Recognize that when you ask for help, you are at a vulnerable stage. While you are in treatment, you will at first feel a flood of emotions. These may peak and crash with varying intensity. You will rediscover emotions that you’ve long kept buried as a result of chronic drinking and/or drug use. You may feel like you don’t deserve to be loved or that you don’t even deserve to love another back. Feelings of worthlessness, inadequacy, anxiety, depression, fear of rejection and abandonment – all are common during the first stage of treatment which is detoxification. Accept that these emotions will be part of the process, and you will get help to move past them. Yes, you will feel hurt at times. Part of the side effects of detoxing from alcohol or drugs is that emotions swing back and forth wildly as the chemical substances leave your body. But the fact that you are feeling the emotions is a very positive sign that you are on the road to recovery.

Embarrassed? Don’t Be

If you feel embarrassed about asking for help, afraid that you can’t tell your parents or husband or wife or significant other – don’t be. They certainly won’t be surprised, given the length of time you’ve probably been abusing alcohol or drugs. And if you’ve been successful at somehow keeping it from them, after initial surprise, they’ll more than likely want to help you overcome your addiction. Don’t forget that while you are the one who is addicted, they are also affected. Part of your recovery means that they will need help and support to learn how to deal with the situation in order to be of assistance to you as well as them.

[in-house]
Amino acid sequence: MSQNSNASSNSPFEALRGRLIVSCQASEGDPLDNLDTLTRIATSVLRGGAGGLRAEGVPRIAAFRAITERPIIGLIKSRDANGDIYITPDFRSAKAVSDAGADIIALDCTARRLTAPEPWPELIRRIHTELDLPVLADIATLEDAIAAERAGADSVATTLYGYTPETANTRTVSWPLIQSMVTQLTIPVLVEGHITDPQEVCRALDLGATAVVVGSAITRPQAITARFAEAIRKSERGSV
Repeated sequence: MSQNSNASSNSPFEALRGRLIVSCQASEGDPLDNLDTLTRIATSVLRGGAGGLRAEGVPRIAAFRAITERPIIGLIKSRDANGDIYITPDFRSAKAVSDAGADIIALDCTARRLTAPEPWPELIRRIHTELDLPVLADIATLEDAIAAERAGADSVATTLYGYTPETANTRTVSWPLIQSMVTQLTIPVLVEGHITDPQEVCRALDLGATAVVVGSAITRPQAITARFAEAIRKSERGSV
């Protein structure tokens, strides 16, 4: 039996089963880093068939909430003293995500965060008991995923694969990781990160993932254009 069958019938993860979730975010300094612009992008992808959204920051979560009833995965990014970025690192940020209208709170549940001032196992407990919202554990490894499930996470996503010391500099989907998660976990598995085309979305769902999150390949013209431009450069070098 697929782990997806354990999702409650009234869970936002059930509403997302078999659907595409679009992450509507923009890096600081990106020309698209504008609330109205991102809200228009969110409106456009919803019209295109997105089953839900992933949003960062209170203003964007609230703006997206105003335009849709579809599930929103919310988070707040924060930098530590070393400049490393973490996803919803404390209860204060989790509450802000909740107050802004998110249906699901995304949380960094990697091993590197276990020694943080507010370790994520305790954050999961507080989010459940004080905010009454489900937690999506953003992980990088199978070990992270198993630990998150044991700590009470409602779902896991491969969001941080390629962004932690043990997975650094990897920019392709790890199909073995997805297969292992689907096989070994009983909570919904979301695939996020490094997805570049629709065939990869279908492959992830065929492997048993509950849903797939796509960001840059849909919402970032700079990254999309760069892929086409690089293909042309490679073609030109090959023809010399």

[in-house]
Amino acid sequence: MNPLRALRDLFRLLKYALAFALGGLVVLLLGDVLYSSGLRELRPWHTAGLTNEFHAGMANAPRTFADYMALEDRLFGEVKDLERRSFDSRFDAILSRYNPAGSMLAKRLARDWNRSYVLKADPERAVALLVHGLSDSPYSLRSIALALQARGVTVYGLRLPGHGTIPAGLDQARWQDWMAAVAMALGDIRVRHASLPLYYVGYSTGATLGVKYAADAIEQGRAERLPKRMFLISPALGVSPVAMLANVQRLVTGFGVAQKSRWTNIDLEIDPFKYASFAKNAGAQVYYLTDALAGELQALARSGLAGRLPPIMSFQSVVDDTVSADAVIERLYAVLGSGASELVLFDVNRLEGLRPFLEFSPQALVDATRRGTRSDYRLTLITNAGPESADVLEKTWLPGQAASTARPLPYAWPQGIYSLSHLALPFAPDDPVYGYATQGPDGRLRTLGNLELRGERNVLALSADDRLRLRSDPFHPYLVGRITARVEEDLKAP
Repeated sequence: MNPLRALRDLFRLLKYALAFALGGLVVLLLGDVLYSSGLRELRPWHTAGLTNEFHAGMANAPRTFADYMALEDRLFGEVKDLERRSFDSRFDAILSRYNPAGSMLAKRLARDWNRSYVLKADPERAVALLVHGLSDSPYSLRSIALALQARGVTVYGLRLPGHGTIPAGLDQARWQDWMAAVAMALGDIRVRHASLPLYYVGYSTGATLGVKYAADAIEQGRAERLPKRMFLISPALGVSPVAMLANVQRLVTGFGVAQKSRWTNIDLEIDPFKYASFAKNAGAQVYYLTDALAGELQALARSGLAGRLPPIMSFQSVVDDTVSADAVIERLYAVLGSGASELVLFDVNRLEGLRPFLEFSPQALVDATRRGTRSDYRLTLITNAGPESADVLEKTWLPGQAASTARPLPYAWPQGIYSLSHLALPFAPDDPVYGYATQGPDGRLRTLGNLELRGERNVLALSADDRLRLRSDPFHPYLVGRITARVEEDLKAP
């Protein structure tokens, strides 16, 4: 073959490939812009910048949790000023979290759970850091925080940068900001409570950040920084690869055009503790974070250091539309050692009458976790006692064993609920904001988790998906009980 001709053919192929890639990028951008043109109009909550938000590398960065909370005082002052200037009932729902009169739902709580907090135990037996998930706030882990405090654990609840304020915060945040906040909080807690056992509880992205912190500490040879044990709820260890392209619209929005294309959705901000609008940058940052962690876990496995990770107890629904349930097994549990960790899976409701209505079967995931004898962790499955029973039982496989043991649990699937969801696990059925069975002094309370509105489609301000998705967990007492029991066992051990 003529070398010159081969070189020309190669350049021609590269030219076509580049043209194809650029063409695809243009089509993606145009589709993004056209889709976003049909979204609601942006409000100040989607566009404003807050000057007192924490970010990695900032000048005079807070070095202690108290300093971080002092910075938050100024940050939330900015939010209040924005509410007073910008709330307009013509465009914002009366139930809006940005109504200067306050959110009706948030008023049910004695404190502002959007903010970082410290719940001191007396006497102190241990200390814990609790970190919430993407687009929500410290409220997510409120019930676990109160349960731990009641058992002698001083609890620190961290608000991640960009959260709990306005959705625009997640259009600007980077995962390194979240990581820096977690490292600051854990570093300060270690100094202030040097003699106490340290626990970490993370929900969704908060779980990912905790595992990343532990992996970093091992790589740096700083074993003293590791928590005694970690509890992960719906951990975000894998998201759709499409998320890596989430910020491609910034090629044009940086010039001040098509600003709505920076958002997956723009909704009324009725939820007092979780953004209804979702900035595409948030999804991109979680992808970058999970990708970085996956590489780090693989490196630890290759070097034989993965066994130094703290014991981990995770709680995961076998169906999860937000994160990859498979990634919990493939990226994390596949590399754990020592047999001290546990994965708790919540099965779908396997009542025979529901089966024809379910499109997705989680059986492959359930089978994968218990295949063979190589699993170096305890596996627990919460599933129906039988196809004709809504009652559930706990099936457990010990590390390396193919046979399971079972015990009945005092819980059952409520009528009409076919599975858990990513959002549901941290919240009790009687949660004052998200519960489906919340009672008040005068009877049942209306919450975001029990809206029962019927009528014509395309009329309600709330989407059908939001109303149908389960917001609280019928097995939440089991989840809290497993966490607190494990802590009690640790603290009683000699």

Asking For Help Is Constructive

After months or years of dependence on alcohol and drugs, you need to do something constructive with your life. Asking for help to rid yourself of these substances that are, in essence, killing you, your relationships with friends and family, your social standing and your job, is the best action-oriented decision you can make.

Addiction Treatment Is Hard Work

There’s no denying that addiction treatment is the hardest personal work you’ll ever undergo. But the light on the other side is more than worth it. Know that asking for help and taking it means the difference between a life of pain and one of joy. Every day you will become stronger, have more self confidence and be able to live up to more of your responsibilities. Yes, there will be difficult days. That’s why you have your support group and friends who are in the same position as you – working on recovery, working for the goal of a new life that’s clean and sober. After treatment and rehab, groups such as Alcoholics Anonymous, Cocaine Anonymous, and Narcotics Anonymous, among others, can help you with continuing support and friendship as you get even stronger in your newfound sobriety.

It’s Never Too Late To Ask For Help

Perhaps the most important thing about asking for help is that you can always do it. It is never too late to want to become clean and sober – no matter what’s happened in the past, how many times you may have relapsed, how awful of an existence you’ve had. Get up, go to treatment, and say you need help. That’s what treatment is all about: Helping you to recovery

1 comment:

Anonymous said...